The Caribbean’s Air Tax Problem
Above: St Thomas (CJ Photo)
By Alexander Britell
ST THOMAS — On a recent visit to Liat.com, a ticket from Antigua to neighbouring St Kitts cost $108.00.
With taxes and fees, however, the price jumped almost 70 percent — an addition of $72.05.
It was even more dramatic on the return flight the next day from St Kitts: a base rate of $94, and taxes and fees totaling $97.65.
It’s clear that the Caribbean aviation sector has a tax problem. And the impact goes far beyond the price of tickets, according to Peter Cerda, vice president for the Americas at the International Air Transport Association.
Speaking to attendees at the Caribbean Tourism Organization’s State of the Industry conference in St Thomas this week, Cerda pointed out the crucial role of the aviation industry to tourism, the region’s largest economic driver.
Indeed, tourism and the aviation support some 140,000 jobs and contribute roughly $3.12 billion, or 7.2 percent of the Caribbean’s GDP.
And that makes the region’s high air taxes that much more impactful.
“Aviation taxes increase the cost of travelling to the Caribbean and make the islands less competitive relative to other destinations,” Cerda said.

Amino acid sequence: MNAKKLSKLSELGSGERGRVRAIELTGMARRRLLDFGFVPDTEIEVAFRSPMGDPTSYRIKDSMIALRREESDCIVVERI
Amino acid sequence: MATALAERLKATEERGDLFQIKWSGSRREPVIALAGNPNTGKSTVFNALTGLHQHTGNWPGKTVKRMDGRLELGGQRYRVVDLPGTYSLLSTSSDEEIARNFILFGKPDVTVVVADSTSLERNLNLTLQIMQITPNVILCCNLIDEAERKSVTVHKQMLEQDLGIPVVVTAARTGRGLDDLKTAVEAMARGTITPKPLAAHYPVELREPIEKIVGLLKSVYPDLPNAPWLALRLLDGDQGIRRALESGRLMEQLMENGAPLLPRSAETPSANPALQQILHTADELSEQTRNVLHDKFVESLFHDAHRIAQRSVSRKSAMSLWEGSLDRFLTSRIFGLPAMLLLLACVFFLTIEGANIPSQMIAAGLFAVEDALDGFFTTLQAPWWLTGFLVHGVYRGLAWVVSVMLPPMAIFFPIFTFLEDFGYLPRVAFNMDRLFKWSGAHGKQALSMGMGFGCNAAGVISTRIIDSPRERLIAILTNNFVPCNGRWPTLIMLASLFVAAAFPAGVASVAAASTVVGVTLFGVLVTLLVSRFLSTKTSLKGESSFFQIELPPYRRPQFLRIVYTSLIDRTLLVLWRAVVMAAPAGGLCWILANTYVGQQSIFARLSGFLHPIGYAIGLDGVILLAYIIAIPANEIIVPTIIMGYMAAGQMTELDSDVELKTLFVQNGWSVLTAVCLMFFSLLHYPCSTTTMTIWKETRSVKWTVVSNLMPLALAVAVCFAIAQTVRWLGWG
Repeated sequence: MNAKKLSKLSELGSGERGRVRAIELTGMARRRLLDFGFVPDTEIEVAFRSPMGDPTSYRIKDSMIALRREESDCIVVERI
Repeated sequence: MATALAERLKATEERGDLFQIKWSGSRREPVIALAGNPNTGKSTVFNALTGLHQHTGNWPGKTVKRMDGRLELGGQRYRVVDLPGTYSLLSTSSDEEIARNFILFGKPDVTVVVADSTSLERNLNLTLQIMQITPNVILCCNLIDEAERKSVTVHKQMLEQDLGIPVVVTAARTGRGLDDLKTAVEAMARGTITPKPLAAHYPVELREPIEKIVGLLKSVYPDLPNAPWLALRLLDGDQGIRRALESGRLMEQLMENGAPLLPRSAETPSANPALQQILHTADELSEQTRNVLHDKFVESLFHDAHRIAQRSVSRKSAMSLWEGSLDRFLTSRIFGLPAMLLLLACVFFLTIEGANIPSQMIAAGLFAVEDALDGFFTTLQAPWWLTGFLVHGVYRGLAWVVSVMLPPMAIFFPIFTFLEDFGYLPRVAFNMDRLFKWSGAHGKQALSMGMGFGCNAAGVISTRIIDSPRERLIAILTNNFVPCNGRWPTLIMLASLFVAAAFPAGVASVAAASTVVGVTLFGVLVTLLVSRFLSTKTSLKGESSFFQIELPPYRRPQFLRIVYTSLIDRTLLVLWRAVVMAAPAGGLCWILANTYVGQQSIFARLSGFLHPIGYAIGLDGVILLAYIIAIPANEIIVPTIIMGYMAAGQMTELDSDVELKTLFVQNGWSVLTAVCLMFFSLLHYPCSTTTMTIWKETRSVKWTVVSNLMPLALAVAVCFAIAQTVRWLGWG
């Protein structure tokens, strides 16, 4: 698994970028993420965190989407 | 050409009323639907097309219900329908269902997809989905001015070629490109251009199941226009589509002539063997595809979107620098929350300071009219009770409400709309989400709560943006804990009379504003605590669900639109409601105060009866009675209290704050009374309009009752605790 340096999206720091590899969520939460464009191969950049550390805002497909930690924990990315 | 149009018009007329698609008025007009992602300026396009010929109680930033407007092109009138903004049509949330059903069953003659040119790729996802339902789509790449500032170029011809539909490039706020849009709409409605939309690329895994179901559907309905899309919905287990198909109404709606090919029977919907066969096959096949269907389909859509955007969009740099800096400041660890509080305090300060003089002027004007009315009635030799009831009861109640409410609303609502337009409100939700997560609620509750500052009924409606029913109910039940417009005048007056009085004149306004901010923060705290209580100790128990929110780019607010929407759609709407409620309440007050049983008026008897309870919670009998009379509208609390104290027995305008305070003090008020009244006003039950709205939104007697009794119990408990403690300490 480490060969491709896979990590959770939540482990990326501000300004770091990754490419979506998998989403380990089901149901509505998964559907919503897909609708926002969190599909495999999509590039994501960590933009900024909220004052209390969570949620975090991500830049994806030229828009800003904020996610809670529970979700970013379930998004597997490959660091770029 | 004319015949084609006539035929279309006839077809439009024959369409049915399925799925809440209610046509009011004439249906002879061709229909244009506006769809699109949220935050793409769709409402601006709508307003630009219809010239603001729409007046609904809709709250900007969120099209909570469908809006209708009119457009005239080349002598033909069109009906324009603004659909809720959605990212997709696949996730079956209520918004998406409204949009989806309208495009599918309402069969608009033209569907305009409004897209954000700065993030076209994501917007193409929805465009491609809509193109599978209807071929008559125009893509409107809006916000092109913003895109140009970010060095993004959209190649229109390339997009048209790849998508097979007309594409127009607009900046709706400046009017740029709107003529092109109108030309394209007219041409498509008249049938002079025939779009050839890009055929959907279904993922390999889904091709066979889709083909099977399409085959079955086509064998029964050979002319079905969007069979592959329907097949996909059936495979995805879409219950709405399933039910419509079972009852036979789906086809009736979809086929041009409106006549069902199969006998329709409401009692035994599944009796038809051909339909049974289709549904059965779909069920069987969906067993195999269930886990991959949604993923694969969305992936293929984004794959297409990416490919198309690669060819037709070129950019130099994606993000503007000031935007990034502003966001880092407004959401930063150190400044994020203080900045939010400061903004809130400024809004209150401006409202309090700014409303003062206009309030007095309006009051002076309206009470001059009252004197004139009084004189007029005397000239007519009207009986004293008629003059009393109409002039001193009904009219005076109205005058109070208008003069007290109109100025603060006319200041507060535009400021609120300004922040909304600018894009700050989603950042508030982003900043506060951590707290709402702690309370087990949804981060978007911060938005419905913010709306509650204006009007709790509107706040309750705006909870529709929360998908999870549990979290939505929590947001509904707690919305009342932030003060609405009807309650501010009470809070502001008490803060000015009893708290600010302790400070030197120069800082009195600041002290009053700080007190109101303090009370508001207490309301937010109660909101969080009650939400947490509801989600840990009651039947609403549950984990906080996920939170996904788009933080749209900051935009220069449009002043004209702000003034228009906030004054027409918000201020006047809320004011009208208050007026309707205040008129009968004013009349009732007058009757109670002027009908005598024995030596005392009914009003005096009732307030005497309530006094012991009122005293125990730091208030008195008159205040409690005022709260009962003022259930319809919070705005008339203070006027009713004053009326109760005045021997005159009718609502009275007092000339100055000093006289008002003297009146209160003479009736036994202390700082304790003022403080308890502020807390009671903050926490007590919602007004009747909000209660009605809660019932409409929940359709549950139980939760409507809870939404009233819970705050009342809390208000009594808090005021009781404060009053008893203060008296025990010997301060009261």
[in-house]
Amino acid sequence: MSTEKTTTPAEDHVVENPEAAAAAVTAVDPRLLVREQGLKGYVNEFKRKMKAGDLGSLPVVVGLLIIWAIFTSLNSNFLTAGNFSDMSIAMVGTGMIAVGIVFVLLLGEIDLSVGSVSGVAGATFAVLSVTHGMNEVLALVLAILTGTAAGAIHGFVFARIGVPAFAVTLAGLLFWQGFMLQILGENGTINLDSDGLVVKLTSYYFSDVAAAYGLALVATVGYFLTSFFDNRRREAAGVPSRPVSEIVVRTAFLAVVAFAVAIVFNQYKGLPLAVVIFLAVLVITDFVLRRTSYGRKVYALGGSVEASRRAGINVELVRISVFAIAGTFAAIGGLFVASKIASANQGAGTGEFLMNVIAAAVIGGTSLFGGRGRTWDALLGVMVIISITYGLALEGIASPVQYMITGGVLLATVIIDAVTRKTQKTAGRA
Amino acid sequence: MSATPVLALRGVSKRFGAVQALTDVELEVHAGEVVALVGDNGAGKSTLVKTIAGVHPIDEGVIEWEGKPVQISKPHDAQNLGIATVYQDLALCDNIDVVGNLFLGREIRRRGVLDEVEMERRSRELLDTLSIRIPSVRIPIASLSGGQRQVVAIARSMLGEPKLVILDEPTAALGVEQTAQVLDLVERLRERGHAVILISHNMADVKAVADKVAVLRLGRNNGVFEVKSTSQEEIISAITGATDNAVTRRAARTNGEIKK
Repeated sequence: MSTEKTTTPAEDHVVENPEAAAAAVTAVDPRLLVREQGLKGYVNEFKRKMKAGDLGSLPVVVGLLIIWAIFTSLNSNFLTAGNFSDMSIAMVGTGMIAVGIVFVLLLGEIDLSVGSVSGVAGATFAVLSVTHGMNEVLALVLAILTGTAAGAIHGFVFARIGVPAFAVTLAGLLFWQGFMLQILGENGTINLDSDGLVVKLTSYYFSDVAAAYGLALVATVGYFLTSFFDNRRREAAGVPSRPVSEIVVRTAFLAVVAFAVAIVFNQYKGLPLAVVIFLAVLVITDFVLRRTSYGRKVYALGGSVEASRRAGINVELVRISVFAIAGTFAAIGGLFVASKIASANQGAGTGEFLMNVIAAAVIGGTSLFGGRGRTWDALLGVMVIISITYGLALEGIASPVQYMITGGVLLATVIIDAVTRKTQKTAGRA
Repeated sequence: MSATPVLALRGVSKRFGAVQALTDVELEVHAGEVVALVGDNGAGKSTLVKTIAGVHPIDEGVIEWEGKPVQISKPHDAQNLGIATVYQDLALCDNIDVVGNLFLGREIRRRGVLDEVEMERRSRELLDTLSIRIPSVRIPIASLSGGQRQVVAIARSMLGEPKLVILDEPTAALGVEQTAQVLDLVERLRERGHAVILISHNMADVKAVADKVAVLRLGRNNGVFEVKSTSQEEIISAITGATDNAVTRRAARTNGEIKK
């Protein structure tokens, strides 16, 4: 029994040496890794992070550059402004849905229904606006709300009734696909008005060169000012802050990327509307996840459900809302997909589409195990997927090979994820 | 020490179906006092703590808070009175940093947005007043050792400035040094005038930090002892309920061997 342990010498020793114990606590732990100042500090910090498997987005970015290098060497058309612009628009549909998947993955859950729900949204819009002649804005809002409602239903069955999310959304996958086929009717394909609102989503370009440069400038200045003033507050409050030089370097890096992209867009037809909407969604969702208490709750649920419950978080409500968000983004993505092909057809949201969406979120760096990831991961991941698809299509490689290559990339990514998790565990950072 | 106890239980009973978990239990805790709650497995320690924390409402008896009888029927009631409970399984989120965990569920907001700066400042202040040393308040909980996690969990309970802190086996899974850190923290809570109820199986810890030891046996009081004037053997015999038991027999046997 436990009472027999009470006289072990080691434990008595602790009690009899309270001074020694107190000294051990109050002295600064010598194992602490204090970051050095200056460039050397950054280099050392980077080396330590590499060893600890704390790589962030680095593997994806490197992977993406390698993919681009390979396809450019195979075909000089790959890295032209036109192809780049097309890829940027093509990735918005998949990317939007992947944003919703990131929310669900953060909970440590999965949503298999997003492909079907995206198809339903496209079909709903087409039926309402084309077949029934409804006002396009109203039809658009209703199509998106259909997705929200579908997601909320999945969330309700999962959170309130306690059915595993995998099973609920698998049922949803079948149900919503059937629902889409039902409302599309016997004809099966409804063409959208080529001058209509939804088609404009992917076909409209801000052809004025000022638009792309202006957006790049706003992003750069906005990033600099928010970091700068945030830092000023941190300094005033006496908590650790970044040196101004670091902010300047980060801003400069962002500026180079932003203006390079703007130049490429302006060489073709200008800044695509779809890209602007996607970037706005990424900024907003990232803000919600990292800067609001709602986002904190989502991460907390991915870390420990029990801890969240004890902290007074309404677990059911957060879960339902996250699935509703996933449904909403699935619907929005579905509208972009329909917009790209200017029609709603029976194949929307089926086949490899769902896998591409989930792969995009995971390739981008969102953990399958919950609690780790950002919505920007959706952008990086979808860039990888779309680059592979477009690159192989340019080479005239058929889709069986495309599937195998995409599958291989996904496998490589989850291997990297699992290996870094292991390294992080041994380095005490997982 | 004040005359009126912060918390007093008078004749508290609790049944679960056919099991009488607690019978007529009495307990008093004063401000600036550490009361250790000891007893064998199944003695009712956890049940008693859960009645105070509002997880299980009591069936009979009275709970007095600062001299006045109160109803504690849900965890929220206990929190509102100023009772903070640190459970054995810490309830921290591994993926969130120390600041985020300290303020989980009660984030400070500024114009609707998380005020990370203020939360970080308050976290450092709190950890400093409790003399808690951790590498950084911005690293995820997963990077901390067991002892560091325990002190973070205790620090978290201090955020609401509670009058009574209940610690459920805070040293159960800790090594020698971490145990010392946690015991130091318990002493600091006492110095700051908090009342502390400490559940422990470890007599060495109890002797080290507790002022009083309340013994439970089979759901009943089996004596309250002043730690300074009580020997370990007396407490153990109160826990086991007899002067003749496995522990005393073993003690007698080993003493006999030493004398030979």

For the Caribbean region as a whole, he said, every dollar of ticket tax could lead to 40,000 fewer foreign passengers; $20 million of reduced tourist expenditure and 1,200 fewer jobs, according to Cerda.
He pointed to two Jamaican airports, in Montego Bay and Kingston, which recently proposed airport tariff increases of more than 100 percent to attain a return of capital of around 20 percent a year.
“Measures such as these do not encourage or support the development of the industry in the region,” Cerda said. “The regulators must act strongly and swiftly against such big increases. Governments have to foster positive business environments through consultation with the industry and transparency in order to ensure win-win situations for all.”
Cerda was echoing the call of new LIAT CEO David Evans, who has since his appointment urged the region to reconsider its aviation taxes.
Writing in Caribbean Journal last month, Evans said that, for every $3 spent on air travel in the Caribbean, $1 goes right into government treasuries.
“I have argued that a reduction in taxation on aviation would increase demand and actually increase the tax take back to the governments,” Evans wrote.
But if the region wants to continue its push to be the number one warm-weather destination on earth, it will need to change things in this area.
“The issue of taxes and charges in the region transcends the formal breaches of global standards and recommended practices,” Cerda said. “The simple truth is that this region is a very expensive place for airlines to do business.”